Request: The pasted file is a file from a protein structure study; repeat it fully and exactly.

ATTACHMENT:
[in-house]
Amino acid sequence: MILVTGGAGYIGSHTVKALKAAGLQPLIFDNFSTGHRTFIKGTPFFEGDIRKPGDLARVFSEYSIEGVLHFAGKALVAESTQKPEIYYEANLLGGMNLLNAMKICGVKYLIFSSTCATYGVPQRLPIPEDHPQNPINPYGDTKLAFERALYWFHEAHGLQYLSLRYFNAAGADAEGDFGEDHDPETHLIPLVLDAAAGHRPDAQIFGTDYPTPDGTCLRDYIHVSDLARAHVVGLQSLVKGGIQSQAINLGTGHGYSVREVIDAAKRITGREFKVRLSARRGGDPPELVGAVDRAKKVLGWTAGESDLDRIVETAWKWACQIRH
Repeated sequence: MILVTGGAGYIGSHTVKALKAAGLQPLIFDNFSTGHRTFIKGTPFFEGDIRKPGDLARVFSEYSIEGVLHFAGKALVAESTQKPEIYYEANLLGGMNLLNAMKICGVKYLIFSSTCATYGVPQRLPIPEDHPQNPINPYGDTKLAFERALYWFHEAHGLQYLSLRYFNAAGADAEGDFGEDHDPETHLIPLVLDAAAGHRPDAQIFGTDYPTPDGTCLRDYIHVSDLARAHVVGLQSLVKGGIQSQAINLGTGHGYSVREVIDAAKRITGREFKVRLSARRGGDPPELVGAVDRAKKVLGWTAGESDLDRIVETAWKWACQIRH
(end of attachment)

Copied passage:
[in-house]
Amino acid sequence: MILVTGGAGYIGSHTVKALKAAGLQPLIFDNFSTGHRTFIKGTPFFEGDIRKPGDLARVFSEYSIEGVLHFAGKALVAESTQKPEIYYEANLLGGMNLLNAMKICGVKYLIFSSTCATYGVPQRLPIPEDHPQNPINPYGDTKLAFERALYWFHEAHGLQYLSLRYFNAAGADAEGDFGEDHDPETHLIPLVLDAAAGHRPDAQIFGTDYPTPDGTCLRDYIHVSDLARAHVVGLQSLVKGGIQSQAINLGTGHGYSVREVIDAAKRITGREFKVRLSARRGGDPPELVGAVDRAKKVLGWTAGESDLDRIVETAWKWACQIRH
Repeated sequence: MILVTGGAGYIGSHTVKALKAAGLQPLIFDNFSTGHRTFIKGTPFFEGDIRKPGDLARVFSEYSIEGVLHFAGKALVAESTQKPEIYYEANLLGGMNLLNAMKICGVKYLIFSSTCATYGVPQRLPIPEDHPQNPINPYGDTKLAFERALYWFHEAHGLQYLSLRYFNAAGADAEGDFGEDHDPETHLIPLVLDAAAGHRPDAQIFGTDYPTPDGTCLRDYIHVSDLARAHVVGLQSLVKGGIQSQAINLGTGHGYSVREVIDAAKRITGREFKVRLSARRGGDPPELVGAVDRAKKVLGWTAGESDLDRIVETAWKWACQIRH